Among 196 enrolled patients, insured patients were slightly older [mean 49 years vs 40 years P < 0.05] and more of them were female [65% vs 41% p < 0.05]. Laparotomy (22.2%) was the most common surgical procedure for both groups. Depending on the definition, 58–87% of insured patients would face financial catastrophe, versus 83–98% of uninsured patients (all comparisons by definition were significant, p < .05).

Conclusion
This study—the first to evaluate the impact of insurance on financial risk protection for surgical patients in Ghana—found that although insured patients were less likely than uninsured to face financial catastrophe as a result of their surgery, more than half of insured surgical patients treated at KBTH were not protected from financial catastrophe under the Ghana’s national health insurance scheme due to out-of-pocket payments. Government-specific strategies to increase the proportion of cost covered and to enroll the uninsured is crucial to achieving universal health coverage inclusive of surgical care.

Care Bundle Approach to Reduce Surgical Site Infections in Acute Surgical Intensive Care Unit, Cairo, Egypt

Introduction
Surgical site infections (SSIs) are one of the most frequently reported hospital acquired infections associated with significant spread of antibiotic resistance.

Purpose
We aimed to evaluate a bundle-based approach in reducing SSI at acute surgical intensive care unit of the Emergency Hospital of Cairo University.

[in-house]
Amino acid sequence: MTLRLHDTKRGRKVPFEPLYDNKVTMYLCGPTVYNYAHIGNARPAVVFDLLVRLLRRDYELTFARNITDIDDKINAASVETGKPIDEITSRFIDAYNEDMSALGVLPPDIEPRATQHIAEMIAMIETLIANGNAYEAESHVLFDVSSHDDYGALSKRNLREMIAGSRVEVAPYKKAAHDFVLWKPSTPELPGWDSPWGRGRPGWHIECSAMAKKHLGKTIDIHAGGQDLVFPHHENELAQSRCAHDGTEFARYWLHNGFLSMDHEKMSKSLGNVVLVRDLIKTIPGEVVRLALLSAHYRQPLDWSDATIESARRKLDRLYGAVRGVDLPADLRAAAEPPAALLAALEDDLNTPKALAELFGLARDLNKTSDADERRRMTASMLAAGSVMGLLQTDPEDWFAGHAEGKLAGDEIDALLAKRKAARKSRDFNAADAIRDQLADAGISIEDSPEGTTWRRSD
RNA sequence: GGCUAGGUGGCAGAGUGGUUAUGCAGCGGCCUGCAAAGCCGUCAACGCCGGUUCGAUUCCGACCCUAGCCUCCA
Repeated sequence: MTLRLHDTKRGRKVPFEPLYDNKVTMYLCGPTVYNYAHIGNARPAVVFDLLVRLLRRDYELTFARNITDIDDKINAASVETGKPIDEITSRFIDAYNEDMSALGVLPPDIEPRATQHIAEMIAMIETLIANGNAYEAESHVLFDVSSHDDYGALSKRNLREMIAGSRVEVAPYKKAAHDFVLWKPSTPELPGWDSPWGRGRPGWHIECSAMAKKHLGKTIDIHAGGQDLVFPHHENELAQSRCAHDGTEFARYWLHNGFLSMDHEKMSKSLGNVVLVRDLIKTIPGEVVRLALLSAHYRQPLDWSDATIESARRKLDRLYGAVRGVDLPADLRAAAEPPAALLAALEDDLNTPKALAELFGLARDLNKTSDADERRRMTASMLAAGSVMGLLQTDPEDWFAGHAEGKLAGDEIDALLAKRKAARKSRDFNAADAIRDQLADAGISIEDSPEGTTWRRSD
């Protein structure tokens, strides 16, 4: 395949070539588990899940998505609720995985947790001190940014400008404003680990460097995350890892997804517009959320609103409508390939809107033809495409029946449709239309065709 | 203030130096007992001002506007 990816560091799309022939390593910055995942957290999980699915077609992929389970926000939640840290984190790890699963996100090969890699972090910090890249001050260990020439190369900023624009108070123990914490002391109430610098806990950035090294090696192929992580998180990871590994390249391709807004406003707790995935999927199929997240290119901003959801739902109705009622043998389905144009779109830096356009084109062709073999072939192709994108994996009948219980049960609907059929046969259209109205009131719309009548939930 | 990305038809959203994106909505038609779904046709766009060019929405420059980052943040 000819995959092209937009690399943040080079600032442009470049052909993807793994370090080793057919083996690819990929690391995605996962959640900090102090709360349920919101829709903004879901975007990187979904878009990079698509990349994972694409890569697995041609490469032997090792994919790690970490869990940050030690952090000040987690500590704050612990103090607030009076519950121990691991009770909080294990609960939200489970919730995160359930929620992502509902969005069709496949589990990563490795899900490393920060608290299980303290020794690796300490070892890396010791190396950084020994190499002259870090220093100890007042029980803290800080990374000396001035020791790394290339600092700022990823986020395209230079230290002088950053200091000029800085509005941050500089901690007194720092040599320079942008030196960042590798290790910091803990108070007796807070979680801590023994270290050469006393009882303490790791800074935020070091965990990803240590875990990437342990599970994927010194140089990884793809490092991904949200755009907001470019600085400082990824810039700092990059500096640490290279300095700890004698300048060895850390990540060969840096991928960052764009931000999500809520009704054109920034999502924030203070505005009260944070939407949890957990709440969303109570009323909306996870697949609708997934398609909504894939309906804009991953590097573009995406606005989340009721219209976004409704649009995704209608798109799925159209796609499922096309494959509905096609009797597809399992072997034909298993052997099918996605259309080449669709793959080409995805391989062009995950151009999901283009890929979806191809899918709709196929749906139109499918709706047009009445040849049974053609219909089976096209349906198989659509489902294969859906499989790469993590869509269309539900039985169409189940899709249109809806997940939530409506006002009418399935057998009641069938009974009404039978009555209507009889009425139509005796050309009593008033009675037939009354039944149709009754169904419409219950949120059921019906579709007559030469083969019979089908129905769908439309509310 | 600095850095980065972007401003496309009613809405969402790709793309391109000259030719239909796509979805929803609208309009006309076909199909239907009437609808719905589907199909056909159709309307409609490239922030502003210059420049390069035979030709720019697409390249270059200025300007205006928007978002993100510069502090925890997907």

Patients and Methods
Our prospective study ran from March 2018 to February 2019 and used risk assessment. The study was divided into three phases. Phase I: (pre-bundle phase) for 5 months; data collection, active surveillance of the SSIs, screening for OXA-48 producing Enterobacteriaceae and multidrug resistant Acinetobacter baumannii colonizers using Chrom agars were carried out. Phase II: (bundle-implementation) a 6-S bundle approach included education, training and postoperative bathing with Chlorhexidine Gluconate in collaboration with the infection control team. Finally, Phase III: (post-implementation) for estimation of compliance, rates of colonization, and infection.

Results
Phase I encompassed 177 patients, while Phase III included 93 patients. A significant reduction of colonization from 24% to 15% (p<0.001) was observed. Similarly, a decrease of SSI from 27% to 15% (p=0.02) was noticed. A logistic regression was performed to adjust for confounding in the implementation of the bundle and we found a 70% reduction of SSI odd’s ratio (OR’s ratio = 0.3) confidence interval (95% CI 0.14–0.6) with significant Apache II (p=0.04), type of wound; type II (p=0.002), type III (p=0.001) and duration of surgery (p=0.04) as independent risk factors for SSI. Klebsiella pneumoniae was the most prevalent organism during phase I (34.7%). On the other hand, A. baumannii was the commonest organism to be isolated during phase III with (38.5%) preceding K. pneumoniae (30%).

Conclusion
Our study demonstrated that the implementation of a multidisciplinary bundle containing evidence-based interventions was associated with a significant reduction of colonization and SSIs and was met with staff approval and acceptable compliance.